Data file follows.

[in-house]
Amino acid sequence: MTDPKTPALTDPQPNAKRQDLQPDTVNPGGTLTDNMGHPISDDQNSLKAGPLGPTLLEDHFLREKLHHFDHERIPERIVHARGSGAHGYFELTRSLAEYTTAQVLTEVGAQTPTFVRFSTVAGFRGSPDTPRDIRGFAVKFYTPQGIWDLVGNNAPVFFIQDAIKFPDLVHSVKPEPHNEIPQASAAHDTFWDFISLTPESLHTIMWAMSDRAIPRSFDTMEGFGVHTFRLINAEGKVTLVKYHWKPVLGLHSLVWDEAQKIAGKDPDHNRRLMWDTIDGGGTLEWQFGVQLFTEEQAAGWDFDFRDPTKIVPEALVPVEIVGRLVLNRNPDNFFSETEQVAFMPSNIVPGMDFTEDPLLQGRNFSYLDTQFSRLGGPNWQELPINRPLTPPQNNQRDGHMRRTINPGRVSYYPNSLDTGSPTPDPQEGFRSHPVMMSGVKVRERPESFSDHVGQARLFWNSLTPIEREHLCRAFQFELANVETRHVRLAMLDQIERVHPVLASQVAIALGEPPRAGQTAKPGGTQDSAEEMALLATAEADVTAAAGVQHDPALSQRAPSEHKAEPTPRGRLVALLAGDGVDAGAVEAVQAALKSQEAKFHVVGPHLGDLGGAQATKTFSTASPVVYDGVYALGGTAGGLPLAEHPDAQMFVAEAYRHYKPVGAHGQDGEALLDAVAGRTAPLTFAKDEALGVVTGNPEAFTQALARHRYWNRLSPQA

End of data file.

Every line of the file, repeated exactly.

[in-house]
Amino acid sequence: MTDPKTPALTDPQPNAKRQDLQPDTVNPGGTLTDNMGHPISDDQNSLKAGPLGPTLLEDHFLREKLHHFDHERIPERIVHARGSGAHGYFELTRSLAEYTTAQVLTEVGAQTPTFVRFSTVAGFRGSPDTPRDIRGFAVKFYTPQGIWDLVGNNAPVFFIQDAIKFPDLVHSVKPEPHNEIPQASAAHDTFWDFISLTPESLHTIMWAMSDRAIPRSFDTMEGFGVHTFRLINAEGKVTLVKYHWKPVLGLHSLVWDEAQKIAGKDPDHNRRLMWDTIDGGGTLEWQFGVQLFTEEQAAGWDFDFRDPTKIVPEALVPVEIVGRLVLNRNPDNFFSETEQVAFMPSNIVPGMDFTEDPLLQGRNFSYLDTQFSRLGGPNWQELPINRPLTPPQNNQRDGHMRRTINPGRVSYYPNSLDTGSPTPDPQEGFRSHPVMMSGVKVRERPESFSDHVGQARLFWNSLTPIEREHLCRAFQFELANVETRHVRLAMLDQIERVHPVLASQVAIALGEPPRAGQTAKPGGTQDSAEEMALLATAEADVTAAAGVQHDPALSQRAPSEHKAEPTPRGRLVALLAGDGVDAGAVEAVQAALKSQEAKFHVVGPHLGDLGGAQATKTFSTASPVVYDGVYALGGTAGGLPLAEHPDAQMFVAEAYRHYKPVGAHGQDGEALLDAVAGRTAPLTFAKDEALGVVTGNPEAFTQALARHRYWNRLSPQA